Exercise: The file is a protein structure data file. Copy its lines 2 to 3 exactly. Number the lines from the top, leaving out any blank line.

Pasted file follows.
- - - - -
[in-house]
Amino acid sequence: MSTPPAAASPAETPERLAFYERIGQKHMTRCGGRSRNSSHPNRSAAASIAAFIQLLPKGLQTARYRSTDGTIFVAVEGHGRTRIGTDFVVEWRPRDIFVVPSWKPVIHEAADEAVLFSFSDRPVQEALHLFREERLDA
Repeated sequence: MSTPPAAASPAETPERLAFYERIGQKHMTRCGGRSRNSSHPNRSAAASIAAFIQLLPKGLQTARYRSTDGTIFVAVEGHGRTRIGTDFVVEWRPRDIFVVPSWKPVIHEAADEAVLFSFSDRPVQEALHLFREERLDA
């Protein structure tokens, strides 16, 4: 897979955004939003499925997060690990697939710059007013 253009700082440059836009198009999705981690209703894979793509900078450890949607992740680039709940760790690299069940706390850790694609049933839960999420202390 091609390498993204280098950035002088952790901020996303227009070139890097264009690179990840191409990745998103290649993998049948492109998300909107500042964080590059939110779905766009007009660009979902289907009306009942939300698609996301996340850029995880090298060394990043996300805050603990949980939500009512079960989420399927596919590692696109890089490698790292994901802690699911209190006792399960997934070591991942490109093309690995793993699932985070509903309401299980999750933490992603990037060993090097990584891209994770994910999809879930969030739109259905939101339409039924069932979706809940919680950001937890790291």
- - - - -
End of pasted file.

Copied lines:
Amino acid sequence: MSTPPAAASPAETPERLAFYERIGQKHMTRCGGRSRNSSHPNRSAAASIAAFIQLLPKGLQTARYRSTDGTIFVAVEGHGRTRIGTDFVVEWRPRDIFVVPSWKPVIHEAADEAVLFSFSDRPVQEALHLFREERLDA
Repeated sequence: MSTPPAAASPAETPERLAFYERIGQKHMTRCGGRSRNSSHPNRSAAASIAAFIQLLPKGLQTARYRSTDGTIFVAVEGHGRTRIGTDFVVEWRPRDIFVVPSWKPVIHEAADEAVLFSFSDRPVQEALHLFREERLDA